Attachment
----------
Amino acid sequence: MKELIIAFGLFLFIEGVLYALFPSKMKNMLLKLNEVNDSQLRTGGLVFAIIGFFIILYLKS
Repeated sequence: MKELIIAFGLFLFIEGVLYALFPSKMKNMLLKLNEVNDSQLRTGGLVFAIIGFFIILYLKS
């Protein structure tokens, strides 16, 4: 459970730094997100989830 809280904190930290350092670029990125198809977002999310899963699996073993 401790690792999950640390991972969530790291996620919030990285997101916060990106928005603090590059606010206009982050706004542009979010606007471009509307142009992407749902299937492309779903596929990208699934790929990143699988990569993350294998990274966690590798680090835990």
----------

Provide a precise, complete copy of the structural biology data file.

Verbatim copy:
Amino acid sequence: MKELIIAFGLFLFIEGVLYALFPSKMKNMLLKLNEVNDSQLRTGGLVFAIIGFFIILYLKS
Repeated sequence: MKELIIAFGLFLFIEGVLYALFPSKMKNMLLKLNEVNDSQLRTGGLVFAIIGFFIILYLKS
């Protein structure tokens, strides 16, 4: 459970730094997100989830 809280904190930290350092670029990125198809977002999310899963699996073993 401790690792999950640390991972969530790291996620919030990285997101916060990106928005603090590059606010206009982050706004542009979010606007471009509307142009992407749902299937492309779903596929990208699934790929990143699988990569993350294998990274966690590798680090835990």